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21 March 2013

Tasmania

The Bluffer’s Guide to Tasmania

Overlooked for years by Australia’s tourism industry, and once shackled to its penal past, the so-called ‘island at the end of the world’ has emerged as one of the world’s most fascinating destinations. Tasmania  really is on the edge of the inhabited world – Latitude 42S, Longitude 147E. In plain English, this island (about the size of Ireland) is 150 miles south of the Australian mainland, with nothing between it and Antarctica but over 3000 miles of Southern Ocean. They get some rough weather down there, with big seas churned up by the Roaring Forties tearing in from South America.

Is the weather as bad as it sounds?

During their summer season, between late October and April, it’s remarkably like home.  It’s a temperate climate, which bluffers should know means one which doesn’t have extremely hot or extremely cold temperatures.

So what’s the point of travelling halfway around the world for more of the same?

Did we mention its unspoilt, rugged, natural beauty? When the island applied for UNESCO World Heritage status, it met seven out of ten of the criteria for selection. That’s more than any other World Heritage site including the Pyramids, the Serengeti, Machu Picchu, and Venice. Tasmania now has 19 vast national parks, the majority of their landscapes still as Nature designed them.  Point out that nearly 40 per cent of the island is protected wilderness.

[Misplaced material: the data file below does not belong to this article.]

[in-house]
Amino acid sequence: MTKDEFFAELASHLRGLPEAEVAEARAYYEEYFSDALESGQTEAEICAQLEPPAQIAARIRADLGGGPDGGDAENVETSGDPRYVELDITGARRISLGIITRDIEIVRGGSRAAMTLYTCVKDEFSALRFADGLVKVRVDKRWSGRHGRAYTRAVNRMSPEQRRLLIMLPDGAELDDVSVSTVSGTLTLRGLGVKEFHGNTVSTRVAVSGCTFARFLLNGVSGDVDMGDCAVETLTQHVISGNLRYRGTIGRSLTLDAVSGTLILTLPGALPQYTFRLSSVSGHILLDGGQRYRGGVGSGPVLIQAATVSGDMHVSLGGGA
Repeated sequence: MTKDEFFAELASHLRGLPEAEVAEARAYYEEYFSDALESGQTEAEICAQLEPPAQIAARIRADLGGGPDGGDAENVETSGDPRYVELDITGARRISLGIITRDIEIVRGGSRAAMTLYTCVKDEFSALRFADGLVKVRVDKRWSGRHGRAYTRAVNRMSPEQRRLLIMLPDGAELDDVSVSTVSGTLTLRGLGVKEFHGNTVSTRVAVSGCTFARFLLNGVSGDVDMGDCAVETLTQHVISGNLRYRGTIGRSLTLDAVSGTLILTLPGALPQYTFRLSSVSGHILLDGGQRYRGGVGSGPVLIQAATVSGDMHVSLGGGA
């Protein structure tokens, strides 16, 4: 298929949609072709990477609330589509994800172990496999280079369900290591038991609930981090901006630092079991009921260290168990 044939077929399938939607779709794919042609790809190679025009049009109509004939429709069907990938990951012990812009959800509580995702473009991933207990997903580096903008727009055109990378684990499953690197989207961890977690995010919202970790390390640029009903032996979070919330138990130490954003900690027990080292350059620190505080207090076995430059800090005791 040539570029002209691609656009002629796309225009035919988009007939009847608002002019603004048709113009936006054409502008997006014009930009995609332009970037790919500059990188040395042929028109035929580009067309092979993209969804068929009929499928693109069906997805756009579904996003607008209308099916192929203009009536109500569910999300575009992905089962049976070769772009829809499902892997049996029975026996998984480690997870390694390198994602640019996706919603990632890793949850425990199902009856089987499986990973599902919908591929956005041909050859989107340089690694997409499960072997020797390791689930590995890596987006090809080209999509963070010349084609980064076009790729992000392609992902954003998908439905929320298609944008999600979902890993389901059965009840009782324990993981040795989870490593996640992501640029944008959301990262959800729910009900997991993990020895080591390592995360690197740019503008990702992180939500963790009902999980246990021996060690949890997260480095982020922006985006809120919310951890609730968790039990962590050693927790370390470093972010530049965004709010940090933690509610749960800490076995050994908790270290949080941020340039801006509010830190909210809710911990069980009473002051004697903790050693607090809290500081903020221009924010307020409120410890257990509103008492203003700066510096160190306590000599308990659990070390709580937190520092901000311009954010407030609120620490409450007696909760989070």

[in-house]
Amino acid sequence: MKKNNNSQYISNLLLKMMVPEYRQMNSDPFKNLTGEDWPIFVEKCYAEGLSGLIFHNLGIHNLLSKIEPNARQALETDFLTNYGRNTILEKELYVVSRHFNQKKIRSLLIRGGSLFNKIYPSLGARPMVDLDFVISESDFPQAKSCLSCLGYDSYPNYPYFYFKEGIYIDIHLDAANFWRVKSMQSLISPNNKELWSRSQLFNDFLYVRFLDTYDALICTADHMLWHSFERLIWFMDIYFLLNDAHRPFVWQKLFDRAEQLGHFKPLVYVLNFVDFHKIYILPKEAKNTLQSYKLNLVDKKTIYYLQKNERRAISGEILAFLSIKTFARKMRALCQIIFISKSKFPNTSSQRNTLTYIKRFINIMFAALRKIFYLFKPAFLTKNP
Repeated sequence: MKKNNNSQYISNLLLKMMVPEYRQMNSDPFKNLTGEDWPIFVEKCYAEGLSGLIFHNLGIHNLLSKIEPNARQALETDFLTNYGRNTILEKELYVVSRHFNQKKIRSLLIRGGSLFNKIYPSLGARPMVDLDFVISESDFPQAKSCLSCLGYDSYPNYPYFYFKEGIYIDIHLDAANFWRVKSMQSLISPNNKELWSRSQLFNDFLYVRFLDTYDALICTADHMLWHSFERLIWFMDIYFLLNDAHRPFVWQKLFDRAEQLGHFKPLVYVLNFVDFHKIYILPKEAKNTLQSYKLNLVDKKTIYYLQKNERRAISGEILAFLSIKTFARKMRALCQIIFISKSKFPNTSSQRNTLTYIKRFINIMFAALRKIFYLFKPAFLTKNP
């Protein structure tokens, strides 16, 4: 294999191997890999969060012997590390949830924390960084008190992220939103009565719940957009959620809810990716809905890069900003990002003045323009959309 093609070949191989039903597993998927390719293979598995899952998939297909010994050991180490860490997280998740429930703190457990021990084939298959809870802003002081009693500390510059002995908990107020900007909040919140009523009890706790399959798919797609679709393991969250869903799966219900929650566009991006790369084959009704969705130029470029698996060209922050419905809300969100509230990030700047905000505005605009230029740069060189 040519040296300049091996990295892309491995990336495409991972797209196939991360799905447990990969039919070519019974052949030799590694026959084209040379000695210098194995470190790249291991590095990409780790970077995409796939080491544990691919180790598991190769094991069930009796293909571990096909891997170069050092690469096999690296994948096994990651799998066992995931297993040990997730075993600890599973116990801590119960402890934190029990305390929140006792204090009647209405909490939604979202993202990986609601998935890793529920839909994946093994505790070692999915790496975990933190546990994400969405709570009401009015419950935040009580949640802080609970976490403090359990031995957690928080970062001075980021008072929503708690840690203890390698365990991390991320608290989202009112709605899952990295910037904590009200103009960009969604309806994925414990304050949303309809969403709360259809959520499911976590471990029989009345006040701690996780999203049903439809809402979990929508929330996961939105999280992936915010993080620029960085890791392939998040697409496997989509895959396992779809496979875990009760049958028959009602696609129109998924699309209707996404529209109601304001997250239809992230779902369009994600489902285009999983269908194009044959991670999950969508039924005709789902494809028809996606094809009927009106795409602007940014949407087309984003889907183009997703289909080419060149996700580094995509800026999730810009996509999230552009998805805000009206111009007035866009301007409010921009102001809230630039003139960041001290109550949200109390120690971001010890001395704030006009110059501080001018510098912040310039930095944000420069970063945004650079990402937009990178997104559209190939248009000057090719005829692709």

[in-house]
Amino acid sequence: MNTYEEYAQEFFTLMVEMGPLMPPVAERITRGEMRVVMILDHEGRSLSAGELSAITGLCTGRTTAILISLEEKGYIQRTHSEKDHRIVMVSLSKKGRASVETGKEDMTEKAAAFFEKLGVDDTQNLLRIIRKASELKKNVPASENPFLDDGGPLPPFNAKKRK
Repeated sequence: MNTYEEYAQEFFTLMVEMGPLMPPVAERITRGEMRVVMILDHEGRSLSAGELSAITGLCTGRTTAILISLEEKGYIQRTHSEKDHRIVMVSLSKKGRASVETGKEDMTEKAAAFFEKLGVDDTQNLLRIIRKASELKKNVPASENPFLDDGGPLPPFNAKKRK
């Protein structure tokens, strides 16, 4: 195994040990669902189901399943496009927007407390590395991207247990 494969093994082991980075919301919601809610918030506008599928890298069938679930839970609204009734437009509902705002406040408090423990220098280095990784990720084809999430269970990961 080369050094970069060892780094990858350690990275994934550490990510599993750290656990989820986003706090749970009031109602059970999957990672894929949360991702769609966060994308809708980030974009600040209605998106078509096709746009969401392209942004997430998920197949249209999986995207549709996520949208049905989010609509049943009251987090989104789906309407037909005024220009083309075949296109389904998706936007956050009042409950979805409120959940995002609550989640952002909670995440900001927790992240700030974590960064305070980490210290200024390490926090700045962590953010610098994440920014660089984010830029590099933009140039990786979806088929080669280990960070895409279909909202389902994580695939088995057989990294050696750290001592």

But what if I’m not an outdoors type?

Say that it doesn’t matter. Even if you don’t get out of the car, bus, boat or seaplane (there’s no rail network), visitors will be beguiled by the sort of scenery which simply beggars belief. In large parts of the island it is possible to believe that this really is what the world would look like without the interference of man. It is, as the World Wildlife Fund described it: “a world beyond human memory.” That’s the sort of phrase all bluffers should drop into any conversation about Tasmania.

Surely there must be some bright lights?

Don’t imagine it’s all wilderness. Hobart, its vibrant capital, is home to nearly a quarter of a million people, and was recently voted the third most photogenic city in the world by Lonely Planet guidebook readers. Back in the 1960s and 70s, thankfully, there wasn’t the will or the finance to demolish the elegant old waterfront to make way for the sort of towering apartment blocks soaring skywards throughout Australia. So you can state with confidence that Hobart retains a higher proportion of historic buildings (most of them built by convict labour) than any other state capital in the country. The result? Its architectural heritage of sandstone Georgian warehouses is not only safely intact, but now restored and redeveloped as a fashionable creative quarter with studios, galleries, cafés, ‘art’ hotels, and some of the best restaurants in the country.  In the residential areas you’re more likely to find pastel-painted Victorian villas dotted up the hillside with their pretty lattice-edged verandahs. If it wasn’t for the ubiquitous corrugated iron roofs, you could be mistaken for thinking you were in Lyme Regis or Bridlington-on-Sea.